If I could set my personal Mac-user preferences the way I set preferences on a Mac app they would look like this. I want an elegant, simple, usable function that helps me and my Mac perform better. I want an affordable price.
Among those apps that do a few things well, HyperDock makes the list. It’s a small Mac app which lets your find and bring to the front a single app window without bringing everything else with it. Mouse over a Dock icon and see all the windows that are open for that app.
Easy Is As Easy Does
At first glance. HyperDock doesn’t seem to do much. It’s a Mac OS X Preference Pane so it’s set it and forget it. HyperDock stays out of sight, ready to work when you point to an app in your Dock.
Mouse over an app and see the windows for that app in the pop up window.
They pop up nice and gentle so you can see the contents. Click on one of the pop up windows and just that window comes to the front of your screen. Nothing else.
It doesn’t matter whether the window is minimized, maximized, or buried among twenty eleven other windows on your screen. Here’s what it looks like when you point (not click) to an icon in the Dock.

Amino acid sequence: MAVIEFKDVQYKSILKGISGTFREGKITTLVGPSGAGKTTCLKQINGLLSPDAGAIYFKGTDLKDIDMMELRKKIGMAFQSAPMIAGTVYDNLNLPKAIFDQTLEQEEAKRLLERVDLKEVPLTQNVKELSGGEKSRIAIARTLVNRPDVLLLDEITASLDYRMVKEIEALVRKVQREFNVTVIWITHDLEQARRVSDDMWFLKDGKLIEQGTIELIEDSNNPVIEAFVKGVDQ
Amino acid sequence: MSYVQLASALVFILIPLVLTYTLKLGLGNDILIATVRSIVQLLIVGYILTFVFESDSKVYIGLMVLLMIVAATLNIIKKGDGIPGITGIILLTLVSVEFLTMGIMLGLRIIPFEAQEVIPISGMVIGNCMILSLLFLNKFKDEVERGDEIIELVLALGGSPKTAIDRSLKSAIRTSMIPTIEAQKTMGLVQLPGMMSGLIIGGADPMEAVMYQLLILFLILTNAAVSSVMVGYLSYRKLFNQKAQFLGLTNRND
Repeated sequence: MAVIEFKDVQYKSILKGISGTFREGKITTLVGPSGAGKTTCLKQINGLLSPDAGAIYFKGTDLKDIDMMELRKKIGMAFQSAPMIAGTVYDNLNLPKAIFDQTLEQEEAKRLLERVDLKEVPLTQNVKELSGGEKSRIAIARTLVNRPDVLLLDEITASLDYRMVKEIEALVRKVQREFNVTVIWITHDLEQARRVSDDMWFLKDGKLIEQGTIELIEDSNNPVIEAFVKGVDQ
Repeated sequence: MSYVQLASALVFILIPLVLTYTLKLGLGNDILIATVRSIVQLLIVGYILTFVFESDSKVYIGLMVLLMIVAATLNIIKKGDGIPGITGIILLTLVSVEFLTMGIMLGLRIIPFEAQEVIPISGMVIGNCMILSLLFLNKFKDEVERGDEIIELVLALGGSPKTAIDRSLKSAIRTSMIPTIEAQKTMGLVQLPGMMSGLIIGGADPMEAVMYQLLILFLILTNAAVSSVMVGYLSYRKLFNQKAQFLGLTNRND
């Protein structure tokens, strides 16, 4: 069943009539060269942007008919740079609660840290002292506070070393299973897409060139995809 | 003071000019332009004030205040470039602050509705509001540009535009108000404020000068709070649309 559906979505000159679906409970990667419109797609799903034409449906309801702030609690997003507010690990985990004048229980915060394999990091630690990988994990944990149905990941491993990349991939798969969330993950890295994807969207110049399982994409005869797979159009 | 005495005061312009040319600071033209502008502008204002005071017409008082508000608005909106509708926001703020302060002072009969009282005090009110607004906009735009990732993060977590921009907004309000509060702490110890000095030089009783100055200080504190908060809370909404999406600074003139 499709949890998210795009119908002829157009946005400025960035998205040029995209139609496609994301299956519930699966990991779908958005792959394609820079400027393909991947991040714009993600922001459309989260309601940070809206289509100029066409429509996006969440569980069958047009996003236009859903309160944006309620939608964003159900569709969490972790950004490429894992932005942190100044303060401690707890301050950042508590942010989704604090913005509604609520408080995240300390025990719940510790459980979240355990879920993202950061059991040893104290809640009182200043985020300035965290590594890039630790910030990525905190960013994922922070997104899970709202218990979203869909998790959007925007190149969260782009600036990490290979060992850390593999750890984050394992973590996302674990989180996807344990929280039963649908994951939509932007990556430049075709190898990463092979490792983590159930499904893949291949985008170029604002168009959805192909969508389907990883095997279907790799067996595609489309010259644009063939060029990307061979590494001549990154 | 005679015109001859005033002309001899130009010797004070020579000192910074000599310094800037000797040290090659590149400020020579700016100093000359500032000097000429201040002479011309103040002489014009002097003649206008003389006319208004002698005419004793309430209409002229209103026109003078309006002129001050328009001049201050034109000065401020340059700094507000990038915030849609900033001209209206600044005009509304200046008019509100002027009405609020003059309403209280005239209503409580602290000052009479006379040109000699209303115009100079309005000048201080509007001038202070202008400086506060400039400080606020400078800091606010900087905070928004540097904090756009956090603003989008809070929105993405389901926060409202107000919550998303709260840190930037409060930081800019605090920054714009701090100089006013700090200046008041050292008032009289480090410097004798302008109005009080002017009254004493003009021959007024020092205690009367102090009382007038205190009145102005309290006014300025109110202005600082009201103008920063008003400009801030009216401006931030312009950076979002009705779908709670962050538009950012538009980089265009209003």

If an app has more than one window open, as in the case of Safari, HyperDock displays them all.
For a relatively simply function, HyperDock has plenty of options of its own. For example, you can control the delay of the pop up, and elect to include windows from all open Spaces windows.
HyperDock can be set to give you an iCal preview of events, which is quite handy.
Mouse over to see what appointments are coming. This mouseover technique works on iTunes as well, giving you a handy controller that displays upon mousing over the iTunes icon in the Dock.
Also built in to HyperDock are other more esoteric functions. As an example of an advanced user function, you can move and resize windows by simply holding down a key combo and moving the mouse.
Windows can be resized in a form of window snapping when dragging them to the edge of the screen.
If you have an app with multiple tabbed windows, like Safari or Chrome, HyperDock doesn’t recognize all the tabs in the windows. It’s also useless with Mail, which we usually use as a single window app.
Still, there’s much to like. The extra windows management functions are handy for Mac power users. HyperDock is priced as if the developers love their work but need to eat.